Bombs Away! Review of the Gardner Bait Bomb

Image courtesy of Gardner Tackle at overlooked, the Gardner Bait Bomb is a device used to mold groundbait mixes into a solid, castable form, similar to that of a method feeder but without the need of one. It sometimes pops up on the forums, but is rarely discussed in detail to better understand the fundamentals behind its many uses.

The Bait Bomb packaging conveniently includes a few recipes to use with it, but I soon found those not to be the greatest, only because it didn't form as tight of a pack and the line often cut through the bait on a hard cast. Not to say those won't work, but they didn't seem to fit the bill for my approach towards carping, so I came up with my own recipes.

The product itself is top notch and certainly recommended. I have used the 40mm Bait Bomb for a little over two years with no problems at all. The 40mm consists of a molding case, which stands about 4 inches tall by 1 3/4 inches wide, and a separate plunger; of course the 30mm is smaller all around in size. It is made out of a very tough, durable plastic which holds up well, even after constant use.

Having said that, my first glance at the Bait Bomb then, fresh out of the package, had me thinking, "okay, here comes another piece of tackle that isn't going to last very long and will be discarded quickly." Usually, plastic items tend to wear out with use over time, either from drying out which leads to cracking or just from the constant pressing and expanding.  White stress lines often occur as a result of this, eventually rendering the item useless; but this has yet to happen.

Another concern I had was that groove lines would be etched into the inside of the molding case due to the pressing of nuts and other hard particles.  However, after two plus years of pressing bait bombs, the plastic has stayed smooth and still looks brand new.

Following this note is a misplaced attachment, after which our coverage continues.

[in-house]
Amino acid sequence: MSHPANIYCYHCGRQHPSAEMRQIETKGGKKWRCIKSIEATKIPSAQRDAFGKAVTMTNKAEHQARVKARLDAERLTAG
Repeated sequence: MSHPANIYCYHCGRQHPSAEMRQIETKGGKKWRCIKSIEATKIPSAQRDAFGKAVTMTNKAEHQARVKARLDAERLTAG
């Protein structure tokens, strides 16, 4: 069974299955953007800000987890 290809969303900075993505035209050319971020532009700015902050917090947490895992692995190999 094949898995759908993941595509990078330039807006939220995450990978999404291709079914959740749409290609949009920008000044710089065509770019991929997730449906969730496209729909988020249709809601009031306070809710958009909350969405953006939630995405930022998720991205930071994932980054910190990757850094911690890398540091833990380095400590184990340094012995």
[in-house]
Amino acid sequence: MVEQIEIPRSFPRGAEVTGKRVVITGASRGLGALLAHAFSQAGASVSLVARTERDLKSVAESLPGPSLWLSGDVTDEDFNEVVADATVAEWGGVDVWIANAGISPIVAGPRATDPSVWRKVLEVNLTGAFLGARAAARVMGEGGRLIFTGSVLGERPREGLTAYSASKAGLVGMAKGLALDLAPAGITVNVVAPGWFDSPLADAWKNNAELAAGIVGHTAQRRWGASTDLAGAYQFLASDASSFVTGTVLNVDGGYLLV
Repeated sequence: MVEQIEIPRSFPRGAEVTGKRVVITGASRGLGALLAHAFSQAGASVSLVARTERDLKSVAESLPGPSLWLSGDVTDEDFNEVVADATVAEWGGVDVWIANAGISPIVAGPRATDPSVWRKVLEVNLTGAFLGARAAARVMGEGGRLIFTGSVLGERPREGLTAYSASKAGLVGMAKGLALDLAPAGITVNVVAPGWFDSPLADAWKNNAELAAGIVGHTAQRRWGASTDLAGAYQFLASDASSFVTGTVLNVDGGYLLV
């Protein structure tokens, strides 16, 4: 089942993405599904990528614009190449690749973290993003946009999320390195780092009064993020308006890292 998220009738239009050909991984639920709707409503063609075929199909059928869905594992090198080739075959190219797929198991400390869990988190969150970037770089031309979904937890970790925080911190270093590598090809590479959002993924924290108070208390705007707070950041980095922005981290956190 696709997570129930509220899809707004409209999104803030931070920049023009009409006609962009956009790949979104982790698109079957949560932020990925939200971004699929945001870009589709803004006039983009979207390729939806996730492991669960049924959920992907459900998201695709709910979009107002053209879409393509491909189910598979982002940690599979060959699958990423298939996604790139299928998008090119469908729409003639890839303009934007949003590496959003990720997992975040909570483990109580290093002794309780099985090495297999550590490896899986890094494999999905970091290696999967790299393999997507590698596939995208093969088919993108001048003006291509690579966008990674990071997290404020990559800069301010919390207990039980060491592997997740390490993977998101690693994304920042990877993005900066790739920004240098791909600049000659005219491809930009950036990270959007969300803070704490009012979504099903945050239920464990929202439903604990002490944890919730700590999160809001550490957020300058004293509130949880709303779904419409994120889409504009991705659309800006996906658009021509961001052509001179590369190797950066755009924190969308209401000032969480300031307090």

As an added bonus, clean up is insanely simple: a little warm water, rinse and wipe like you would a glass, and you are done and ready for next time; no clogged bait and no mess in cleanup (I thought it would stick more than it does). Over and over again, everything I thought that could and should go wrong, didn't. I have been very pleased with this product's durability and ease of use over my two plus years of use.

During this time, I have compiled quite an arsenal of recipes for use with the Gardner Bait Bomb by creating my own blends and sharing with others.  To enhance your use of this product, I will be sharing my four top producing recipes.  When creating your bait bomb mix, you want it to compliment the bait being used, whether it be a boilie, maize, tiger nut, or your favorite bait of choice.  You can pick and choose as you please and create your own combos out of the recipes I provide to you here. Most of all, have fun creating and trying to make that perfect combination for your fishing needs.

Image courtesy of Gardner Tackle at's get started. The first thing you will need is your supplies.  Other than the ingredients, you will need a food processor, mixing bowl, dry measuring cups, microwave, a spoon, and a hard surface such as a pizza pan as this can be a little messy to mix.

The first step would be to choose one of the mixes on the pages here. If it's a mix that involves more than four pieces of bread, I blend the first four with the ingredients, then add the final remaining pieces of bread afterwards since you usually can't fit it all in the processor in one shot.

When adding particles to the mix, do so separately, after the blending process and mix well.